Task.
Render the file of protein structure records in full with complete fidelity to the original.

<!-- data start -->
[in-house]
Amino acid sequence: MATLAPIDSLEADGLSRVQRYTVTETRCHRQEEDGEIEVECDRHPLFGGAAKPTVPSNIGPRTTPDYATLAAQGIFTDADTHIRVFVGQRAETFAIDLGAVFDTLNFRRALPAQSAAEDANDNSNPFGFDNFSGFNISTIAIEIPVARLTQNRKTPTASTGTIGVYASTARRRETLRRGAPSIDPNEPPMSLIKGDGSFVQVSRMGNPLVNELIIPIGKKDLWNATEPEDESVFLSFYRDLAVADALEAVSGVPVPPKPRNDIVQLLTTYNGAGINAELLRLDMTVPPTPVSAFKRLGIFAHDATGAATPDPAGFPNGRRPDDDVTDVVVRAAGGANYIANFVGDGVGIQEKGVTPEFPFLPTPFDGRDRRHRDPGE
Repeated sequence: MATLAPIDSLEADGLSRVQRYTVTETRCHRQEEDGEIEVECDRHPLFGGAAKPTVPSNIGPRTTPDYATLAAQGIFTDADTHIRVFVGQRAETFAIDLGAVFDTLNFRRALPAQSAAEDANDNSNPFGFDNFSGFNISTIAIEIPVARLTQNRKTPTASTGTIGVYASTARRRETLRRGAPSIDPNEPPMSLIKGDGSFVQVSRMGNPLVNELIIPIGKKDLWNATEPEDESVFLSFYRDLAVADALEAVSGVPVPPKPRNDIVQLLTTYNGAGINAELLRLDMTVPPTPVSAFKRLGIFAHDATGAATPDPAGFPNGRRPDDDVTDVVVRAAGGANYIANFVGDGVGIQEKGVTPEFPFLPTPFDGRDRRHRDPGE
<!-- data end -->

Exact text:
[in-house]
Amino acid sequence: MATLAPIDSLEADGLSRVQRYTVTETRCHRQEEDGEIEVECDRHPLFGGAAKPTVPSNIGPRTTPDYATLAAQGIFTDADTHIRVFVGQRAETFAIDLGAVFDTLNFRRALPAQSAAEDANDNSNPFGFDNFSGFNISTIAIEIPVARLTQNRKTPTASTGTIGVYASTARRRETLRRGAPSIDPNEPPMSLIKGDGSFVQVSRMGNPLVNELIIPIGKKDLWNATEPEDESVFLSFYRDLAVADALEAVSGVPVPPKPRNDIVQLLTTYNGAGINAELLRLDMTVPPTPVSAFKRLGIFAHDATGAATPDPAGFPNGRRPDDDVTDVVVRAAGGANYIANFVGDGVGIQEKGVTPEFPFLPTPFDGRDRRHRDPGE
Repeated sequence: MATLAPIDSLEADGLSRVQRYTVTETRCHRQEEDGEIEVECDRHPLFGGAAKPTVPSNIGPRTTPDYATLAAQGIFTDADTHIRVFVGQRAETFAIDLGAVFDTLNFRRALPAQSAAEDANDNSNPFGFDNFSGFNISTIAIEIPVARLTQNRKTPTASTGTIGVYASTARRRETLRRGAPSIDPNEPPMSLIKGDGSFVQVSRMGNPLVNELIIPIGKKDLWNATEPEDESVFLSFYRDLAVADALEAVSGVPVPPKPRNDIVQLLTTYNGAGINAELLRLDMTVPPTPVSAFKRLGIFAHDATGAATPDPAGFPNGRRPDDDVTDVVVRAAGGANYIANFVGDGVGIQEKGVTPEFPFLPTPFDGRDRRHRDPGE